No sentiment in Scotland's approach as Steve Clarke insists war in Ukraine won't impact motivation to win World Cup play-off semi-final

Steve Clarke never has any difficulty in establishing a necessary degree of emotional detachment when he applies himself to the task in hand for his Scotland team.

That capacity to blot out external factors and retain a single-minded focus may never prove more useful to Clarke than in his preparations for next Wednesday’s World Cup play-off semi-final against Ukraine at Hampden.

There is an understandable and unavoidable narrative surrounding the match in which the sentiment and sympathy of neutral observers is firmly weighted in favour of a Ukrainian squad playing against the backdrop of their nation’s ongoing military conflict with invading Russian troops.

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An element of mind games from a purely footballing perspective has also come into play in recent days with former Ukraine striker and now TV pundit Viktor Leonenko casting his country firmly in the role of underdogs and predicting they will be comprehensively defeated by Scotland.

“We’ll not be paying attention to any of that talk whatsoever,” said Clarke. “It’s good we are playing the game, first and foremost. We wanted it to go ahead, no-one wanted anyone to get a bye or to not play the match.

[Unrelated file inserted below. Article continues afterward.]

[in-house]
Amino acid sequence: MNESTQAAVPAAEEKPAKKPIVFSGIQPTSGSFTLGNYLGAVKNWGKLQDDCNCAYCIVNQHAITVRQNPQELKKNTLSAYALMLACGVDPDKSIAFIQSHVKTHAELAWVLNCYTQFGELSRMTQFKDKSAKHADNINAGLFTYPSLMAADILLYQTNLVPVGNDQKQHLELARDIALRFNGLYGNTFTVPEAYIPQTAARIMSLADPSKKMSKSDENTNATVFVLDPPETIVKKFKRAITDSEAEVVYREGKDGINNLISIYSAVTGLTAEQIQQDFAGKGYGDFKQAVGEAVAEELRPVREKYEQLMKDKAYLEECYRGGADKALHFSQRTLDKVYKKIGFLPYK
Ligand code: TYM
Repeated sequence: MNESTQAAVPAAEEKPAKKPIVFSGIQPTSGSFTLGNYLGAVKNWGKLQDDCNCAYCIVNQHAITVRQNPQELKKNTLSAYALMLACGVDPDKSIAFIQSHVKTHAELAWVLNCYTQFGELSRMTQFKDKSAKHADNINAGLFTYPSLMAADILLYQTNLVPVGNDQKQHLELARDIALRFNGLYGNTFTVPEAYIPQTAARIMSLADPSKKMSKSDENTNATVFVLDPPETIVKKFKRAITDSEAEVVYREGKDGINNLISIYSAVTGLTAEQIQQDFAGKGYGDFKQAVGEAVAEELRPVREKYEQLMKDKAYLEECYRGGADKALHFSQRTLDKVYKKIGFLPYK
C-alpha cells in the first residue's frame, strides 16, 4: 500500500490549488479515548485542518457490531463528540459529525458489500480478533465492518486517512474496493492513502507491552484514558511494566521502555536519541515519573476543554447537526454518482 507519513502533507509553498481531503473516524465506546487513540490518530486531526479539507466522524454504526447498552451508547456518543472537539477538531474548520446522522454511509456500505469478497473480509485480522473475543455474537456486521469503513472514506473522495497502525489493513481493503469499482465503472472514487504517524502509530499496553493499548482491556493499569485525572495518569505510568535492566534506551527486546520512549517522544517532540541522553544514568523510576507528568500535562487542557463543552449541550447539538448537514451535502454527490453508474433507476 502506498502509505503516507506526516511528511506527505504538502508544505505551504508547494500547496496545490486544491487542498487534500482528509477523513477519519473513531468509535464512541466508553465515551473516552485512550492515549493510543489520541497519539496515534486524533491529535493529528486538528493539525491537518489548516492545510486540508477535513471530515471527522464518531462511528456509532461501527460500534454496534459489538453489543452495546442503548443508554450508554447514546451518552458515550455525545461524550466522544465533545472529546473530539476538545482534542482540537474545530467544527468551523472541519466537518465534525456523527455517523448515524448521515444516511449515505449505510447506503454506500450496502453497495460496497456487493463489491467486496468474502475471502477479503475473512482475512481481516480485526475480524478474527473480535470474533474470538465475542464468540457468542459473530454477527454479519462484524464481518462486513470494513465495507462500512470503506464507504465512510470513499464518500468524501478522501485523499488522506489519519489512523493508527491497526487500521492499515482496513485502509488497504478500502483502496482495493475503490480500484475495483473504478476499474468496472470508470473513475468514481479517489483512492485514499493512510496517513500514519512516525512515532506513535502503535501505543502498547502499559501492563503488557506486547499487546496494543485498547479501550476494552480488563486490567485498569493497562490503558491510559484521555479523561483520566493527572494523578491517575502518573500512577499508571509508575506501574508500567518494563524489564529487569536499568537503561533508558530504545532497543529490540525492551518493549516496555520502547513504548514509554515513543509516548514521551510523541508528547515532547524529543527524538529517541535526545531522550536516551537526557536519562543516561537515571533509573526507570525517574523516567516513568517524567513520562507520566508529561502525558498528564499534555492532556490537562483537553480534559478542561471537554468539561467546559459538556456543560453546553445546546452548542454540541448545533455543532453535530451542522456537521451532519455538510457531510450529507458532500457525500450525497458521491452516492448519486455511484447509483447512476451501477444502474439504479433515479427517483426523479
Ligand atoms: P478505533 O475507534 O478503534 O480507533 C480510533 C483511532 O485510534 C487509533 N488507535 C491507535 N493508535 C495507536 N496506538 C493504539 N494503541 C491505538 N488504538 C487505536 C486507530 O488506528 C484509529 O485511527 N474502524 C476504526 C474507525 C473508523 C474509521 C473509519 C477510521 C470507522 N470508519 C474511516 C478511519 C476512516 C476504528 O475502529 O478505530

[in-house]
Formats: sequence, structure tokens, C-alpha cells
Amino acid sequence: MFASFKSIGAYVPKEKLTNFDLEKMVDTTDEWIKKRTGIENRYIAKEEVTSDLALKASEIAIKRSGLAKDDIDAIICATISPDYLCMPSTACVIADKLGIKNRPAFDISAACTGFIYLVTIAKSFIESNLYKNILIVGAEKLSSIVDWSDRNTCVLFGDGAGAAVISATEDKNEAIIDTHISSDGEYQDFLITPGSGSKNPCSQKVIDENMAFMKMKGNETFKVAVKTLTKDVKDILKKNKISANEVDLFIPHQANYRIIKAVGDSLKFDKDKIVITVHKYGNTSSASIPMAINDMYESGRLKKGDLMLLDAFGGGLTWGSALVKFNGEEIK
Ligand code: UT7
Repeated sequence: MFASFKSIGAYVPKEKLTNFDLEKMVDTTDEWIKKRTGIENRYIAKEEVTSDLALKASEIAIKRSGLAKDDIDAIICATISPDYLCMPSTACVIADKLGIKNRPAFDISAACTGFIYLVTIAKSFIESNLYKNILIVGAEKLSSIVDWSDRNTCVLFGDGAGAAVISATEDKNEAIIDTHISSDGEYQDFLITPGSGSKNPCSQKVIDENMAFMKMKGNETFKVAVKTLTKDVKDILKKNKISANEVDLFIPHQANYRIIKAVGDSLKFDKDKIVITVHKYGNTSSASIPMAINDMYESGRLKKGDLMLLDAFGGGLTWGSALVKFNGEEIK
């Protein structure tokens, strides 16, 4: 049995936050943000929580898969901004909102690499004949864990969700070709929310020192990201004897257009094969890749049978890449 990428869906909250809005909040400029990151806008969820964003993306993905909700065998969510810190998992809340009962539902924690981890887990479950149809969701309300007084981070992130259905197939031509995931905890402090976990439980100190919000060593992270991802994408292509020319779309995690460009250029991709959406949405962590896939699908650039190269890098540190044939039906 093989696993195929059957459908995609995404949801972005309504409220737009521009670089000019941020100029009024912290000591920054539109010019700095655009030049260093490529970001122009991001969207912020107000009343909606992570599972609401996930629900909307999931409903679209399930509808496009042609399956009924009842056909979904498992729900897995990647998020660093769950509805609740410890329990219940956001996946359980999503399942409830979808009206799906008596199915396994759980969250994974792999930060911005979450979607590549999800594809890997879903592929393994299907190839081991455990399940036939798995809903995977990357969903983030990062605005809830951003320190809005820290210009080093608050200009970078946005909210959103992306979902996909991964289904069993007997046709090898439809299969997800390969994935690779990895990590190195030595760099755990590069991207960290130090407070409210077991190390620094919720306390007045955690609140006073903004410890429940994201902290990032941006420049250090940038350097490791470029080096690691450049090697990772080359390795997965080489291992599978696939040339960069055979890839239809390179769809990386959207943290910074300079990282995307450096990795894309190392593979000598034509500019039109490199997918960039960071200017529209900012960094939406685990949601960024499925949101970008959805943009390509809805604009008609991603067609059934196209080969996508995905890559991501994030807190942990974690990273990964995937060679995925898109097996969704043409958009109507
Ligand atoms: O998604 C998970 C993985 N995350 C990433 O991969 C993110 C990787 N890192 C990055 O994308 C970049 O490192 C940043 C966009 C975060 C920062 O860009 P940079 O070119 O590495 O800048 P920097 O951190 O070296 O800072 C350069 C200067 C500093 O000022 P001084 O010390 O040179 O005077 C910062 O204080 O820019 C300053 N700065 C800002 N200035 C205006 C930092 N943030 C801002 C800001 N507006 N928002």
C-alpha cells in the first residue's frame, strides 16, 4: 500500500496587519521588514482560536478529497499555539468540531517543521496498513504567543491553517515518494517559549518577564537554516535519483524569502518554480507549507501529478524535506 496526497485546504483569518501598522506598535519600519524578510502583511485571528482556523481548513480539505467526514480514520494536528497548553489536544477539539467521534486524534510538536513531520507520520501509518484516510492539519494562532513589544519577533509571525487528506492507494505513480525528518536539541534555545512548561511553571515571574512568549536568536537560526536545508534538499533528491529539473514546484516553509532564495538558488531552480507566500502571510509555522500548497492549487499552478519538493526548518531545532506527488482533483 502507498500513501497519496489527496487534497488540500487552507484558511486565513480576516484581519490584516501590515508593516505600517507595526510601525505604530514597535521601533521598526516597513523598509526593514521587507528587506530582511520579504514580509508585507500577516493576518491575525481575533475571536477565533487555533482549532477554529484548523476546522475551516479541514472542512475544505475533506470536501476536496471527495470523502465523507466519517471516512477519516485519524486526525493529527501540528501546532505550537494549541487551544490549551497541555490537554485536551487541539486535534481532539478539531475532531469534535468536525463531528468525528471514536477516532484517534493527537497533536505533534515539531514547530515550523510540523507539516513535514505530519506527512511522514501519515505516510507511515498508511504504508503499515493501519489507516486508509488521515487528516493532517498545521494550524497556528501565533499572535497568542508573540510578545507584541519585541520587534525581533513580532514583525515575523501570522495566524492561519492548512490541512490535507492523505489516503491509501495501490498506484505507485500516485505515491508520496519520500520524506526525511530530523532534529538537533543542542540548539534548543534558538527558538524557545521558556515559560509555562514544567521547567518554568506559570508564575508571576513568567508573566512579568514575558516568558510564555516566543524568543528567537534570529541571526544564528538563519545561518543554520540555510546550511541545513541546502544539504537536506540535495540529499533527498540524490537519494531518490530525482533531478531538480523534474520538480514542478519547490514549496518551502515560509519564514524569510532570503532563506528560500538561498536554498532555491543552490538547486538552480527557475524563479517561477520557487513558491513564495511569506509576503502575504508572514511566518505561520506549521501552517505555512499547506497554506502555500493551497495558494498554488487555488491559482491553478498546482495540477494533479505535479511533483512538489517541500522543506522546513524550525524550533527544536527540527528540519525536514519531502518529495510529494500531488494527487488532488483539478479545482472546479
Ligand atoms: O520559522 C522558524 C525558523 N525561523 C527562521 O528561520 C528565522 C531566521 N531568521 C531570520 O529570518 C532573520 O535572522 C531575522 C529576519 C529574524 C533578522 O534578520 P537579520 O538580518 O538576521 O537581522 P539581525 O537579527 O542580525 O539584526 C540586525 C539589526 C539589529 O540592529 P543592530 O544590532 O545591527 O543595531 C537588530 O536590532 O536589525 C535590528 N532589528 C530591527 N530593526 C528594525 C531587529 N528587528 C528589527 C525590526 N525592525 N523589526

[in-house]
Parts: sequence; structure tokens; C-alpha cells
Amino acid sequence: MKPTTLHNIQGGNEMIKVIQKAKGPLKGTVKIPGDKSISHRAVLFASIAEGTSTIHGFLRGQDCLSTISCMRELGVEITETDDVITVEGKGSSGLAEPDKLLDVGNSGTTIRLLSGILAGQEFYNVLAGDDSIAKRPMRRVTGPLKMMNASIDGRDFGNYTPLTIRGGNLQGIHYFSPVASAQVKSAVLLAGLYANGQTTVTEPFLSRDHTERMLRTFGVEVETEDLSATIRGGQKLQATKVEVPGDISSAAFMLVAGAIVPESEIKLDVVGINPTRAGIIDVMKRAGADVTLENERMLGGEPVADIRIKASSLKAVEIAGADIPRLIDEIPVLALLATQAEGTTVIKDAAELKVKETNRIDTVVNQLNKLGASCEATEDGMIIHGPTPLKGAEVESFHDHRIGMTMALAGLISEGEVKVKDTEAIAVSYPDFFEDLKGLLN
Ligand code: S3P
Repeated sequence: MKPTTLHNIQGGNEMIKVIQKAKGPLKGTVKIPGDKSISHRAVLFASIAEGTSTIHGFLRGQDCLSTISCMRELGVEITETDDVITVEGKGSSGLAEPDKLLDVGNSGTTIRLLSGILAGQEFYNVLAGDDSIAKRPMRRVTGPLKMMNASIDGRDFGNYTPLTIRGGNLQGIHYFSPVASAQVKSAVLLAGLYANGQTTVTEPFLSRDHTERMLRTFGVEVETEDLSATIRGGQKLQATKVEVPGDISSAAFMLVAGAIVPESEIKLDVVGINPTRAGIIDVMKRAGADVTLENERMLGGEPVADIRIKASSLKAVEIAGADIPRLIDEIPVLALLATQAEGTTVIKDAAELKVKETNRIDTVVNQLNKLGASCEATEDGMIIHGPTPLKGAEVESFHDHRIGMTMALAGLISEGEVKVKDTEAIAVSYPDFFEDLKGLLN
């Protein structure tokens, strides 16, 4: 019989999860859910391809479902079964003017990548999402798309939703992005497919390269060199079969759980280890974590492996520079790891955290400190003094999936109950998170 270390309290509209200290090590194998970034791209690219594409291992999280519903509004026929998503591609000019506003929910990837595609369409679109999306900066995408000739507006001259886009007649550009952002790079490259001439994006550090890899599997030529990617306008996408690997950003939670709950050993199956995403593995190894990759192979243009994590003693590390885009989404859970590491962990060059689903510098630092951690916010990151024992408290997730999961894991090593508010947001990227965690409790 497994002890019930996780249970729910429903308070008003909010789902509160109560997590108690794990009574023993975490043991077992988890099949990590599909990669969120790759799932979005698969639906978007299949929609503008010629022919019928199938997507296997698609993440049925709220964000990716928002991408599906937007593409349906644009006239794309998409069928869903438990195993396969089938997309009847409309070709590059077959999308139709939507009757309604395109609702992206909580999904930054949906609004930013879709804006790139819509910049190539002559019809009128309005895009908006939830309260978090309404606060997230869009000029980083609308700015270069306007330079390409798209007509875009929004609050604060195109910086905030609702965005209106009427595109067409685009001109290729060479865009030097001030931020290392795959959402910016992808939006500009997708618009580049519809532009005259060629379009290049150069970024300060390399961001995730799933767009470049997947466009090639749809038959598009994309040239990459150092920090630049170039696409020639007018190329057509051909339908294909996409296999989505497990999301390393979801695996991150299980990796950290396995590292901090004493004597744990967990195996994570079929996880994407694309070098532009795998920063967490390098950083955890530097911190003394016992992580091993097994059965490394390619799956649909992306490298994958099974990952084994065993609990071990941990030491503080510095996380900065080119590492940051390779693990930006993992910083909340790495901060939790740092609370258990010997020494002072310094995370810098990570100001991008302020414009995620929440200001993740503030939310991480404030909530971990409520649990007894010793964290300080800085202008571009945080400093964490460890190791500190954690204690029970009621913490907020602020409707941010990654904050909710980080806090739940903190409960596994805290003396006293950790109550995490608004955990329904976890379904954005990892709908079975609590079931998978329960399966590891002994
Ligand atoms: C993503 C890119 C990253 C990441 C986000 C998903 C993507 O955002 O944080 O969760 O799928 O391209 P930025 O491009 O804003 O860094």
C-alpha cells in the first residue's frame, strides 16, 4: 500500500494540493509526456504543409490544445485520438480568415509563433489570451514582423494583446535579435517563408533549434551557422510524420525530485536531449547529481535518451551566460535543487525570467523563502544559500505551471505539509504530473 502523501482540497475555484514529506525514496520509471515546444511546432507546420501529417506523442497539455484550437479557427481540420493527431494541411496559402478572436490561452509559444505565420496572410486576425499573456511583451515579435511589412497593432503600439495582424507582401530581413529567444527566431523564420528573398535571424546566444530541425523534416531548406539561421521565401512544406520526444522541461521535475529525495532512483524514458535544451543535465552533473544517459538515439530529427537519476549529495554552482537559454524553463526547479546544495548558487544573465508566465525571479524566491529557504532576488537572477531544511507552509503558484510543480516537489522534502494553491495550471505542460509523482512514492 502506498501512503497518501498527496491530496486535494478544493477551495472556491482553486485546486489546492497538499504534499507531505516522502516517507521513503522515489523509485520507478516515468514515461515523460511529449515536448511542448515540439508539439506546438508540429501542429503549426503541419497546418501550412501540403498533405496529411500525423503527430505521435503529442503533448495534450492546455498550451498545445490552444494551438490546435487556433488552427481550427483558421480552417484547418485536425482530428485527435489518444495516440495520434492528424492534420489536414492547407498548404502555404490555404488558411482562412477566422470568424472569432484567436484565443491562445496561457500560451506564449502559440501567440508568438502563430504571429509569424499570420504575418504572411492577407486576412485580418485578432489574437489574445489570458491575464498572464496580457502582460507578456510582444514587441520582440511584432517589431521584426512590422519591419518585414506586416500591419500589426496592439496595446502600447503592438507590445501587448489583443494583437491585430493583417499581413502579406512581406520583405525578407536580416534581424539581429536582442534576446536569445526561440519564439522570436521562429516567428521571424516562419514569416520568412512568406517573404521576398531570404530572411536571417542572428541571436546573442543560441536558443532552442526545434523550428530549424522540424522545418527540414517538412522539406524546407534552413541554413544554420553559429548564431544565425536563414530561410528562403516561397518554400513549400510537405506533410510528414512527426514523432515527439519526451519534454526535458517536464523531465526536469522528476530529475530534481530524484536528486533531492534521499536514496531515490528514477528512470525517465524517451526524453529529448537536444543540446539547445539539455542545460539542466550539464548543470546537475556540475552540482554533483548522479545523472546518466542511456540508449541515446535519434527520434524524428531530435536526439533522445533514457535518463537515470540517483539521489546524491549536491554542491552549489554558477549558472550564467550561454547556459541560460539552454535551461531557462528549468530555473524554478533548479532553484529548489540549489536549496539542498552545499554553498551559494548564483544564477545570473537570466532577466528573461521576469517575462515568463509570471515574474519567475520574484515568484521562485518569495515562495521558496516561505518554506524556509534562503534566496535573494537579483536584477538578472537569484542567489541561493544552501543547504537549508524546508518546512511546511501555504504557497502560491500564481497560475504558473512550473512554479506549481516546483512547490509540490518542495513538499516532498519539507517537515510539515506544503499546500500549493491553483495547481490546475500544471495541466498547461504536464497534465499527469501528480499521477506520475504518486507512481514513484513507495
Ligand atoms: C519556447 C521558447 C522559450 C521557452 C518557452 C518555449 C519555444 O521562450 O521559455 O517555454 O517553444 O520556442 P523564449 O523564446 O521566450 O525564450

“It (neutral support for Ukraine) is not going to affect the game, how they play or how we play. We just crack on. It’s a game of football.

“Everyone across Europe has shown a lot of solidarity with Ukraine. We had the game against Poland in March where we raised a good amount of money for them.

Scotland manager Steve Clarke has his sights firmly fixed on overcoming Ukraine at Hampden next week to stay on course for a place at the World Cup finals in Qatar. (Photo by Ian MacNicol/Getty Images)

“We know the situation they have in their country is horrendous. But it’s a game of football. They want to win and we want to win. I think it will be a good game, I really do.”

Clarke remains wary and respectful of the quality possessed by a Ukrainian squad who have warmed up for their trip to Glasgow with friendly matches this month against club sides Borussia Moenchengladbach, Empoli and Rijeka.

“It’s good they’ve had the chance to get out of the country and some of them have been in a training camp for a few weeks now,” added Clarke.

“They’ve also been playing friendly games with Shakhtar Donetsk and Dynamo Kiev. Obviously, they have another nine or 10 boys from around Europe who will join them.

Mykhailo Mudryk scores for Ukraine in their 3-1 friendly victory over Borussia Moenchengladbach in Germany on May 11. (Photo by Lars Baron/Getty Images)

“They will have a good camp. They will be 100 percent ready – just as we will be.

“Everyone is saying they will be so motivated. But I think you’ll find our lads will be motivated to get to Qatar as well.

“We’ve waited a long time for this situation. It’s difficult for a country like Scotland to qualify for a World Cup.

“It’s difficult to put yourselves in this position, where we are two games away from going to Qatar.